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History of the World Bank

History of the World Bank
The World Bank is a lending institution that funds essential infrastructural requirement, globally. This article highlights the history of the World Bank.
OpinionFront Staff
Last Updated: May 31, 2018
The World Bank is headquartered in Washington D.C. It is banked upon heavily by the governments of the world for timely dispensing of funds to support the development of major utilities and services. the outcome of the Bretton Woods Conference, held in 1944. It was launched alongside the International Monetary Fund, in the presence of a number of important world delegates, and many important policy makers from the United States of America and Britain. Initially, till 1968, the World Bank mainly lent money, following fiscal conservatism. Loan applications were very carefully screened. In this article, you will read more about the history of the World Bank.

History and Important Points

The plan of action followed at the onset was to establish the World Bank as an institution that was designed for investment as well as providing loans. Under the chairmanship of John McCloy, France was the first country to receive World Bank aid, over the rejection of Chile and Poland. The USD 250 million dollar loan was forwarded under strict repayment conditions.

In time, the emphasis for suitability was shifted and a number of non-European countries were forwarded aid, on presumption and calculation that the borrowing nation had the capacity to repay the loan in good time. Loans were forwarded to under-developed and developing nations to fund development of transportation systems and power plants.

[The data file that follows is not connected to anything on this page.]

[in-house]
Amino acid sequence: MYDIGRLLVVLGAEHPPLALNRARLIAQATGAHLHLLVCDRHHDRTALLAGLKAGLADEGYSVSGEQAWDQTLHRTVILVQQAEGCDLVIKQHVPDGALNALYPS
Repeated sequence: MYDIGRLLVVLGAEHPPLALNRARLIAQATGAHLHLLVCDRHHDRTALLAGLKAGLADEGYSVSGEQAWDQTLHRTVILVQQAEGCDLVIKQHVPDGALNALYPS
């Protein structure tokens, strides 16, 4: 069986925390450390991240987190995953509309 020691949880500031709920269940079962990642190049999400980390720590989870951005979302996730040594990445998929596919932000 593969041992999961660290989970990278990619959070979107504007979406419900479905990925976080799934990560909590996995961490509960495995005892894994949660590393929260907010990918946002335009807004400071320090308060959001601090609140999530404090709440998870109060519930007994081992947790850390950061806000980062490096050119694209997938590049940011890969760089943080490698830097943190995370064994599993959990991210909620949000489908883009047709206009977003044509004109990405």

Later, the focus shifted on poverty alleviation and enabling nations to help their people benefit from access to basic needs. The loan amount and number of loans increased as the funds were made available to also address infrastructural requirements and social services. Robert McNamara, the president in 1968 is credited with the implementation of a new technocratic management of funds.

McNamara made the funds available for building utilities and schools, hospitals, agricultural reforms, and to improve literacy rates. Investigations prior to the loan sanctions not only enabled the loan amounts to be forwarded quickly, but also increased loan volume. The bond market was used to increase capital. Through the 1980s, the focus was on structural adjustment and streamlining the economies of several developing countries.

Today, the World Bank integrates its lending practices to meet environmental and infrastructural requirements, the world over. The new 'green' focus has made capital available to a number of developing and under-developed nations to improve exports, attain economic equanimity and at the same time guarantee citizens upgraded utilities and services.

Purpose

World Bank is a financial institution designed to cater to the needs of the international community. It provides technical assistance within the highly volatile fiscal world, to enable developing countries to address important infrastructural requirements. The bank's funds target development programs to reduce poverty.

Role